The Arab Spring and the Preservation of Hope

The Rimini Meeting discusses the Arab Spring. Though some are nursing uncertainty about the outcome of this climate of revolution, others regard the underlying spirit of democratic solidarity as a firm foundation for what will follow.

Egyptian protesters in Cairo celebrate after President Mubarak announced his resignation. (photo: Pierre Marsaut/Zuma Press/Corbis)

In the northern Italian city of Rimini, a week-long summit of ideas, art, and culture known as the Rimini Meeting reached its midpoint. Among the multitude of topics in discussion, attention turned to the ongoing revolutionary movements which constitute the so-called “Arab Spring.” Vatican Radio notes:

The meaning of the Arab Spring is being discussed at the Rimini Meeting, the annual gathering organized by the lay movement Communion and Liberation. One concern has been the prospect of Islamist radicals gaining influence as autocratic regimes are being overthrown.

Indeed, this is not the first time that the subject has been broached, and it has led some to wonder: Is Islam compatible with democracy? John L. Esposito, Ph. D., the founding director of the Prince Alwaleed Bin Talal Center for Muslim-Christian Understanding at Georgetown University, Washington, D.C., tackled this very question in the July 2011 Issue of ONE magazine. Rev. Dr. Elias Mallon, S.A., CNEWA’s Education and Interreligious Affairs Officer, also weighed in on the matter in a connected multimedia feature.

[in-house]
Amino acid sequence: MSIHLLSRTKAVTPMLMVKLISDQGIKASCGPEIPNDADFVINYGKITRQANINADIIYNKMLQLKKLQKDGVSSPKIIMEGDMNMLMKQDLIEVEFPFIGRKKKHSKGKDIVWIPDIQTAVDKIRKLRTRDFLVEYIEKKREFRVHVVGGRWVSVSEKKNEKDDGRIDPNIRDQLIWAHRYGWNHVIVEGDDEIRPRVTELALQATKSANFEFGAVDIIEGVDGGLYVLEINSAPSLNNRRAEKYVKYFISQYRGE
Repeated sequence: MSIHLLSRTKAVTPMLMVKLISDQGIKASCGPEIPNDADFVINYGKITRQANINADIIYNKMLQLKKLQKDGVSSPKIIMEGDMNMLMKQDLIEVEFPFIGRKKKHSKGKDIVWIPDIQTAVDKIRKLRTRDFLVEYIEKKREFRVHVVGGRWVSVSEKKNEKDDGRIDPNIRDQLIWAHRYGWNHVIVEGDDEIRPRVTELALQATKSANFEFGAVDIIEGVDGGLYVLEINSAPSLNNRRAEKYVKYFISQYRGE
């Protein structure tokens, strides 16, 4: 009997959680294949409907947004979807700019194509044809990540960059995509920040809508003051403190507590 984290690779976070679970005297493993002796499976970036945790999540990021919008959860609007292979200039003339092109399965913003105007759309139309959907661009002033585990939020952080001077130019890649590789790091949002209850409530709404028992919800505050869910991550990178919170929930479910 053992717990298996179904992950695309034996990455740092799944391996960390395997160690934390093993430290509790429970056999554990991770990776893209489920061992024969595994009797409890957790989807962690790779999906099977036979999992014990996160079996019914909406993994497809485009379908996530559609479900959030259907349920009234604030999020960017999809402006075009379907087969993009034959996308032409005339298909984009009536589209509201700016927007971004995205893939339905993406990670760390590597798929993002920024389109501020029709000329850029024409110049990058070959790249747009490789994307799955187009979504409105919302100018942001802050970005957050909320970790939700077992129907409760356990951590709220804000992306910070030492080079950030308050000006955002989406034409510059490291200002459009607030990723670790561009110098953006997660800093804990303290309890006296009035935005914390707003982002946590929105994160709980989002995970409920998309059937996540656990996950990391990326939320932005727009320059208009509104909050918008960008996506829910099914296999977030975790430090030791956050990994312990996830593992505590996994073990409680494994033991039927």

Certainly, those involved remain hopeful. The article concludes:

“There is some difficulty for some Europeans to understand what is going on in the Arab world … because they start from their fears, not reality,” said Wael Farouq, President of Tawasul Cultural Centre in Cairo, and Vice President of the Cairo Meeting.

“What is happening now in Egypt is something that should make all of us – east and west, Christian world and Muslim world – feel safe because for the first time in history the power of noble human principles is winning a war against absolute materialist power. What moved the people in Tahir square, and what people had in Tahir square, was nothing but their faith” he told Vatican Radio during the Rimini Meeting.

“This power of faith, and this success of this faith, to change reality should make all of us feel safe and feel happy, and look in a very positive way toward the future,” he said.

The full radio report can be found beneath the article.  A previous speech given by Mr. Farouq to the United Nations in May can be viewed here.

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